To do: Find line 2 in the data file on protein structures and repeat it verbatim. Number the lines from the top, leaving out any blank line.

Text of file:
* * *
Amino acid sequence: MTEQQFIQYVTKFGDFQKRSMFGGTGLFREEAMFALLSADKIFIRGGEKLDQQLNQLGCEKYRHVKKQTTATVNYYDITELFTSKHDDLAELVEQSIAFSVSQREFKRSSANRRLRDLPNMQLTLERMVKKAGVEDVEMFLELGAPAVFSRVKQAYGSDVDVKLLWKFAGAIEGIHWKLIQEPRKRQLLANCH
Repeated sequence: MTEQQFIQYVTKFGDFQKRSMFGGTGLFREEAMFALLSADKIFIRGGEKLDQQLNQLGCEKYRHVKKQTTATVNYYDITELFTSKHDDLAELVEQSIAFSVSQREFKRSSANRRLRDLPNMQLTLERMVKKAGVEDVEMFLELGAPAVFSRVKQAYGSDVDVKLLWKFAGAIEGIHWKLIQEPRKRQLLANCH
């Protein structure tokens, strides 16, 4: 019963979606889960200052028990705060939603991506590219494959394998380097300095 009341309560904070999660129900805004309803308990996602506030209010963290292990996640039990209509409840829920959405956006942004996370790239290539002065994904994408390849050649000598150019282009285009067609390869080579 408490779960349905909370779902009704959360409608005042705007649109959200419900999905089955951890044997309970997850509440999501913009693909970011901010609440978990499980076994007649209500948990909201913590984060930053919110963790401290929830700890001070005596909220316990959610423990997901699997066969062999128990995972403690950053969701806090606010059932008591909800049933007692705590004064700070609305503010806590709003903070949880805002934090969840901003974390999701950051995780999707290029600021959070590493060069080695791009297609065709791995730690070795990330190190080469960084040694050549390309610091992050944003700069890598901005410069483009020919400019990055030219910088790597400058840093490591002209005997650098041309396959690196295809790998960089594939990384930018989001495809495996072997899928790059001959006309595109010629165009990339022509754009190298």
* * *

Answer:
Repeated sequence: MTEQQFIQYVTKFGDFQKRSMFGGTGLFREEAMFALLSADKIFIRGGEKLDQQLNQLGCEKYRHVKKQTTATVNYYDITELFTSKHDDLAELVEQSIAFSVSQREFKRSSANRRLRDLPNMQLTLERMVKKAGVEDVEMFLELGAPAVFSRVKQAYGSDVDVKLLWKFAGAIEGIHWKLIQEPRKRQLLANCH